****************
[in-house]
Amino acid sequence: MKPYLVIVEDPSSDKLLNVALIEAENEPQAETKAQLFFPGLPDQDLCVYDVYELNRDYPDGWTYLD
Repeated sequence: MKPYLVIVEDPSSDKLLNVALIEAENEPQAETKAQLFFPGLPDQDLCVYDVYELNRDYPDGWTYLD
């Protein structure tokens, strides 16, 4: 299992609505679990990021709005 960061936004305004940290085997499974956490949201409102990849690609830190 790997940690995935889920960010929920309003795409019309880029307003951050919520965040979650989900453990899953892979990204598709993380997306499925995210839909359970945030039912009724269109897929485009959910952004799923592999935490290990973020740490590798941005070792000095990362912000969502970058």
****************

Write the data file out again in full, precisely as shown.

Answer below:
[in-house]
Amino acid sequence: MKPYLVIVEDPSSDKLLNVALIEAENEPQAETKAQLFFPGLPDQDLCVYDVYELNRDYPDGWTYLD
Repeated sequence: MKPYLVIVEDPSSDKLLNVALIEAENEPQAETKAQLFFPGLPDQDLCVYDVYELNRDYPDGWTYLD
């Protein structure tokens, strides 16, 4: 299992609505679990990021709005 960061936004305004940290085997499974956490949201409102990849690609830190 790997940690995935889920960010929920309003795409019309880029307003951050919520965040979650989900453990899953892979990204598709993380997306499925995210839909359970945030039912009724269109897929485009959910952004799923592999935490290990973020740490590798941005070792000095990362912000969502970058």